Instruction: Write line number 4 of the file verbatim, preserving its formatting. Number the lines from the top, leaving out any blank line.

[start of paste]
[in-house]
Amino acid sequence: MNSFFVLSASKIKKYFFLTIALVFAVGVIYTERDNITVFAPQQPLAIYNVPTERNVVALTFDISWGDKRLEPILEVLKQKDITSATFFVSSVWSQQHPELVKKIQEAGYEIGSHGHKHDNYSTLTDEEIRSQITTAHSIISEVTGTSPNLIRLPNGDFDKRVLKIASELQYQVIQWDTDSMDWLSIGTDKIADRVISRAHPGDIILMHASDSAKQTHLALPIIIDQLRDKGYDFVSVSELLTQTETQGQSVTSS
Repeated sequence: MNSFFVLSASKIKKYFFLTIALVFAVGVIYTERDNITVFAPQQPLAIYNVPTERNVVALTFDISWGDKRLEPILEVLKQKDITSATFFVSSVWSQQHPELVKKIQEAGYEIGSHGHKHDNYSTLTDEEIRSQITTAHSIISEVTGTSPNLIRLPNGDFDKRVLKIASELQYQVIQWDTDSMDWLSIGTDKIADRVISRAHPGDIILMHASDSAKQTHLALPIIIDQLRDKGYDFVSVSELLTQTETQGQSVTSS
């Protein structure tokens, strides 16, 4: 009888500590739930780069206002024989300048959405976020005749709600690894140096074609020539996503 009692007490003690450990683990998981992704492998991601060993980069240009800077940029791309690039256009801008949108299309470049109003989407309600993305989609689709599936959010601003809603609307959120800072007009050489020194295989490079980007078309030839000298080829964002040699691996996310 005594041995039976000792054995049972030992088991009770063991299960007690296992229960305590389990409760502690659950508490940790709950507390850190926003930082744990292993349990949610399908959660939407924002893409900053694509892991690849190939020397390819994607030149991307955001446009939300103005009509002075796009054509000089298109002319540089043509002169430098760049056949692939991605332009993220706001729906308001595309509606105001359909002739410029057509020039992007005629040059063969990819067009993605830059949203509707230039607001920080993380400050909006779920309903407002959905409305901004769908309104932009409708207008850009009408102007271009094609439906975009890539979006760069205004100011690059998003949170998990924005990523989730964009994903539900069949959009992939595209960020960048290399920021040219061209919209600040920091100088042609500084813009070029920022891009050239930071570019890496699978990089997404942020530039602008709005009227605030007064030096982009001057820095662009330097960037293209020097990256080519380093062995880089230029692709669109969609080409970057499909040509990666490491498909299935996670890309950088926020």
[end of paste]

């Protein structure tokens, strides 16, 4: 009888500590739930780069206002024989300048959405976020005749709600690894140096074609020539996503 009692007490003690450990683990998981992704492998991601060993980069240009800077940029791309690039256009801008949108299309470049109003989407309600993305989609689709599936959010601003809603609307959120800072007009050489020194295989490079980007078309030839000298080829964002040699691996996310 005594041995039976000792054995049972030992088991009770063991299960007690296992229960305590389990409760502690659950508490940790709950507390850190926003930082744990292993349990949610399908959660939407924002893409900053694509892991690849190939020397390819994607030149991307955001446009939300103005009509002075796009054509000089298109002319540089043509002169430098760049056949692939991605332009993220706001729906308001595309509606105001359909002739410029057509020039992007005629040059063969990819067009993605830059949203509707230039607001920080993380400050909006779920309903407002959905409305901004769908309104932009409708207008850009009408102007271009094609439906975009890539979006760069205004100011690059998003949170998990924005990523989730964009994903539900069949959009992939595209960020960048290399920021040219061209919209600040920091100088042609500084813009070029920022891009050239930071570019890496699978990089997404942020530039602008709005009227605030007064030096982009001057820095662009330097960037293209020097990256080519380093062995880089230029692709669109969609080409970057499909040509990666490491498909299935996670890309950088926020």